Defeat contaminants in non-conductive fluids once and for all!
Electrostatic Oil Cleaning Systems from FRIESS remove particles as small as 0.1 µm and aging phenomena such as varnish and oxidation products. This not only increases the service life and durability of the oil, but simultaniously optimizes machine precision and reduces hydraulic malfunctions.
How does Electrostatic Cleaning work?
Our Oil Cleaning System is connected to the oil tank in a bypass flow. The oil is then transported from the reservoir to the Electrostatic Oil Cleaning System by means of a gear pump. There, electrodes charges with a voltage of 14,000 V ensure that contaminants contained in the oil are attracted and deposited on cleaning elements. The innovative FRIESS principle removes both hard contaminants such as metal particles, seal abrasion or chips, and soft contaminants such as oxidation products, varnish and sticky sludge particles.
The special feature of this method is that you are not limited by the pore size of your filter elements. Unlike other filters, the field forces of an electrostatic field act on particles of all sizes. As a result, you get a particularly clean oil that is even cleaner than new oil! Thus, you save yourself expensive and time-consuming oil changes.
The advantages at a glance:
A big manufacturer of packaging systems made of plastic uses 30 injection molding machines. The manufacturer of the injection molding machines recommends to change ...
A big European car manufacturer operates three factories for manufacturing gear boxes for passenger cars. One of the three factories in mid-Europe uses approx ...
Aluminum profiles are produced on big hydraulic extruding presses. The production process starts with round aluminum material. The hot aluminum is pressed by a ...
Before start up FRIESS sales manager took a sample of the hydraulic oil. After 300 h of operation of the electrostatic oil cleaning machine model D8 the FRIESS sales ...
A well-known global supplier to the automotive industry manufactures high-strength sheet metal parts for the automotive industry on state-of-the-art press lines in a ...
A metal working company produces pressure tanks with a volume of 50 l – 500 l. After machining the casted parts are washed in a part washing machine ...
The lubricating film between the individual components moving against each other is sometimes only 1 – 4 µm thin. If dirt particles are then pressed into this lubrication gap with the hydraulic oil, the particle interrupts the lubrication film. This can damage the surface and create new particles. These new particles generate further particles and the contamination of the oil increases exponentially. During operation, the tip of a gear or vane of a vane pump wears down more and more and the pump’s flow rate decreases. Internal leakage can occur in valves and the control precision of the hydraulic components decreases.
As the oil is pumped through the system at high speed and pressure, the particles contained in the oil hit edges, nozzles, etc. with high energy. This results in the particles damaging the surface on impact and producing new particles. In the long term, erosion leads to reduced control precision and internal leakage. Often, “washed out” piping and components are found in defective valves. Here, particles have steadily eroded material.
Oxidation products, also known as varnish, are aging phenomena of oil. This occurs due to the reaction of the oil with oxygen in the air. The oil is oxidized. Typically, this reaction is quite sluggish and slow. However, particles and contaminants in the oil act as a catalyst for this reaction. Therefore, the more particles are present, the faster the oil reacts with the oxygen.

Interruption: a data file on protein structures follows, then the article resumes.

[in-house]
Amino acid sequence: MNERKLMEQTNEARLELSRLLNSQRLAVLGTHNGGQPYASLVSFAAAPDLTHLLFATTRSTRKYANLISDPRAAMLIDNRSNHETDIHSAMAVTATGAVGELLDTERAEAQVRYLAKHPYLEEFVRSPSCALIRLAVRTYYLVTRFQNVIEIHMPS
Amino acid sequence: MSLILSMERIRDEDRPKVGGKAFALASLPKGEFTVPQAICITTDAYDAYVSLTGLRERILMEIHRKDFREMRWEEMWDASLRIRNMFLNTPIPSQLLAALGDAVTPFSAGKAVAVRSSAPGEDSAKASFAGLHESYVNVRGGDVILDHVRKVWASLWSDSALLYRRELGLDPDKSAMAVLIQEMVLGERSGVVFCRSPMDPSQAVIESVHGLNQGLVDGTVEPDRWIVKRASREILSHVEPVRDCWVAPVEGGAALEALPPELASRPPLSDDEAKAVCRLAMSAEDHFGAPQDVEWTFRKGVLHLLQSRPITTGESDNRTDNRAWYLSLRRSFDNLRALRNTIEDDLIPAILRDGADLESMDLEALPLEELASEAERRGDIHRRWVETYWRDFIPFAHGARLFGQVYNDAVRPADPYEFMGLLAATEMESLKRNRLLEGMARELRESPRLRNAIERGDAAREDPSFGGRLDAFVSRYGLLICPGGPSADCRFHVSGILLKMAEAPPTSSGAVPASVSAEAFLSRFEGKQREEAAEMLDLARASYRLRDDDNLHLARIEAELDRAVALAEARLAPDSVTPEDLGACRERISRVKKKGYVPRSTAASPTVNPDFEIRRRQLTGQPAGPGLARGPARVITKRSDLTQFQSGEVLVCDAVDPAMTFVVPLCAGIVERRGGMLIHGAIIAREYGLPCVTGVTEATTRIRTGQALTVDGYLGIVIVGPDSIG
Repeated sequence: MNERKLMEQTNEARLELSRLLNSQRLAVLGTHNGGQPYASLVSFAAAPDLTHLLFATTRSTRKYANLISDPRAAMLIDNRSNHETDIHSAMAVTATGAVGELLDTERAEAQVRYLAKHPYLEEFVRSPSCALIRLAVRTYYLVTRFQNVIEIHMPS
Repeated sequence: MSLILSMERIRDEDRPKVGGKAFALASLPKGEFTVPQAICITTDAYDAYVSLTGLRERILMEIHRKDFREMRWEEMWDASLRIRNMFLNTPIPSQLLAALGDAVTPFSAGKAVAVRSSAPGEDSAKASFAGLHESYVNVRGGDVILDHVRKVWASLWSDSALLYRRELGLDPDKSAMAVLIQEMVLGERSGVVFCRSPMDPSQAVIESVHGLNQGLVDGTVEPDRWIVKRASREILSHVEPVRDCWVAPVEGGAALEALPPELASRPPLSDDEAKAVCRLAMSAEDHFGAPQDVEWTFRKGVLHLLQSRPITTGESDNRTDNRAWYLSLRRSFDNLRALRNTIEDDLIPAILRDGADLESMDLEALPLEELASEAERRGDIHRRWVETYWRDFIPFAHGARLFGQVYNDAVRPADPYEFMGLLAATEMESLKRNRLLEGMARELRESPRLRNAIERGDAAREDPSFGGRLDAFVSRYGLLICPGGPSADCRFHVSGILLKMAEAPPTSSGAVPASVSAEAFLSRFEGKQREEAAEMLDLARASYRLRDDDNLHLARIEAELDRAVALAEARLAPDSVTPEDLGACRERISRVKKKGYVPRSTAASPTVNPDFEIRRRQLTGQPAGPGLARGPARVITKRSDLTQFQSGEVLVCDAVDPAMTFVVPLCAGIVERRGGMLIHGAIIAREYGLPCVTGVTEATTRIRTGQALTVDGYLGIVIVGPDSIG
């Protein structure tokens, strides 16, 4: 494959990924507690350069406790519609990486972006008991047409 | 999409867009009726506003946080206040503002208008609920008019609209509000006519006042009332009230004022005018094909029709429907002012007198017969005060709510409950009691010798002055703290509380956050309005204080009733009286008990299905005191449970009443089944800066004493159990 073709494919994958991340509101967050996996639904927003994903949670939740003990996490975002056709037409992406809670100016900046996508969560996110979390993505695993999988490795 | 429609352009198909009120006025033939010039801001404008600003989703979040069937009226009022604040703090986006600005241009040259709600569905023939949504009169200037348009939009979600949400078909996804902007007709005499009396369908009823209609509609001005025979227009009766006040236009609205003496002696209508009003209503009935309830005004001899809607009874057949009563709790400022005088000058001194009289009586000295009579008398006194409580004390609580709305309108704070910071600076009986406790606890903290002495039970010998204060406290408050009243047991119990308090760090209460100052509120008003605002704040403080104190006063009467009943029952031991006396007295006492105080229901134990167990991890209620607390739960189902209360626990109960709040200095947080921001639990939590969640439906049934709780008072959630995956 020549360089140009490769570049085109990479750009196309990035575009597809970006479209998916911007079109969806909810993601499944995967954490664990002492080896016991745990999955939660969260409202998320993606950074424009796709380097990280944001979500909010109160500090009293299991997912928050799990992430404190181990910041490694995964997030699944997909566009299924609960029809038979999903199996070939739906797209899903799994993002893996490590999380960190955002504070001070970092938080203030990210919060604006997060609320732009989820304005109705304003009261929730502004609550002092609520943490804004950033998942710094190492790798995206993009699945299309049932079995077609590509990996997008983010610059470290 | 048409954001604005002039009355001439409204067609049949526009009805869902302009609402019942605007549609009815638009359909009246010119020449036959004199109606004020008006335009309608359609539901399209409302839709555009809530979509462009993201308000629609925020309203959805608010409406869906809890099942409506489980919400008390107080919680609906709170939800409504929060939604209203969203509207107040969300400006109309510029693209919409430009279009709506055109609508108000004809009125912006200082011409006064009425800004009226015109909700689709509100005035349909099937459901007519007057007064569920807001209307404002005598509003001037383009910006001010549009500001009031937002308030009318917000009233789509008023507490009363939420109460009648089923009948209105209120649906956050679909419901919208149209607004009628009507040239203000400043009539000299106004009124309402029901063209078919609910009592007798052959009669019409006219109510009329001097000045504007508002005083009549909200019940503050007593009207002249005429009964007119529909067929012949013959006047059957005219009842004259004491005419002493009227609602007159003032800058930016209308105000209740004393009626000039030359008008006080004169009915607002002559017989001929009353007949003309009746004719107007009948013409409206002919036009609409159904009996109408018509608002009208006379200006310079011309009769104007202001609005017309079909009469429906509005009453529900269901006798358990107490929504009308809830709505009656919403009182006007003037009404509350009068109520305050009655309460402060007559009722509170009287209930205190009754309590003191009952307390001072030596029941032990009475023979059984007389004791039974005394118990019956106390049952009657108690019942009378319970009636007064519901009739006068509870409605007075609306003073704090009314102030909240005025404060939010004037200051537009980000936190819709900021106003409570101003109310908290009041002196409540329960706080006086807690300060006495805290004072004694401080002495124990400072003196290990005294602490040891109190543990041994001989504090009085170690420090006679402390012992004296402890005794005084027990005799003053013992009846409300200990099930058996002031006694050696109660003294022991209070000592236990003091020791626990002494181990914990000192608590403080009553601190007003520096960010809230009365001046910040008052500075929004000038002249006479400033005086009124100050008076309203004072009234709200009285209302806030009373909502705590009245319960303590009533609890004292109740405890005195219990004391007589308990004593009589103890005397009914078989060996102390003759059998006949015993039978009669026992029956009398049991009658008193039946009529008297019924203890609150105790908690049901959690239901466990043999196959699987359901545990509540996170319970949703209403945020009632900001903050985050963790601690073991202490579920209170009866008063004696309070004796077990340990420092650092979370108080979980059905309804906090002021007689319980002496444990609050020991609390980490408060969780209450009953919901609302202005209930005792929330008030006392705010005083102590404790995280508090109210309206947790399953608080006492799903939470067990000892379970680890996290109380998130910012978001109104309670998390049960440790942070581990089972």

The oil temperature also has an effect on the oxidation of the oil. At temperatures below 60°C, the reaction rate is relatively slow. At temperatures above 60°C, the reaction rate doubles for each temperature increase of about 10°C. For this reason, oil coolers are used to prevent the oil temperature from rising too high.
In the long run, varnish leads to considerable operating difficulties in the hydraulic system, since varnish is no longer a liquid but a solid. This causes valves to stick together and move more slowly. In extreme cases, the Varnish will completely gum up a valve and it will have to be replaced. Because of the particles contained in the Varnish, it is frequently also very abrasive.
Modern hydraulic systems are high-precision systems consisting of pumps, switching and control valves, cylinders or hydraulic motors. The hydraulic oil not only ensures power transmission, but also serves as a lubricant for the moving components. In general, it can be assumed that approx. 80% of all malfunctions in a hydraulic system are due to contamination of the oil.
Foreign substances such as dirt particles, water or varnish cause a wide variety of malfunctions and machine failures. This results in high oil consumption and very high operating costs.
Hydraulic components are already contaminated with dirt particles during assembly. Since pumps and valves are manufactured by machining, a large number of particles are present on the components at the end of assembly despite all efforts and cleaning stages. The hydraulic oil used for a test run of pumps and valves is often heavily contaminated with particles, as often no hydraulic filter or only a very coarse one is used during filling. Dirt from the piping and tubes enters the system during final assembly of the system.
Many users have seen a reduction in costs for repair, maintenance, downtime, oil change and waste oil disposal of up to 80% by using a customized cleaning technology for their hydraulic oil. In addition, many users have been able to significantly reduce the warranty claims of deliveries due to improved machine precision or clean oil in the test bench.
The less oil is consumed, the less oil has to be disposed of. Oil causes large amounts of CO₂ from its extraction to its disposal. If less oil is consumed, this has a positive effect on the environmental footprint of a company.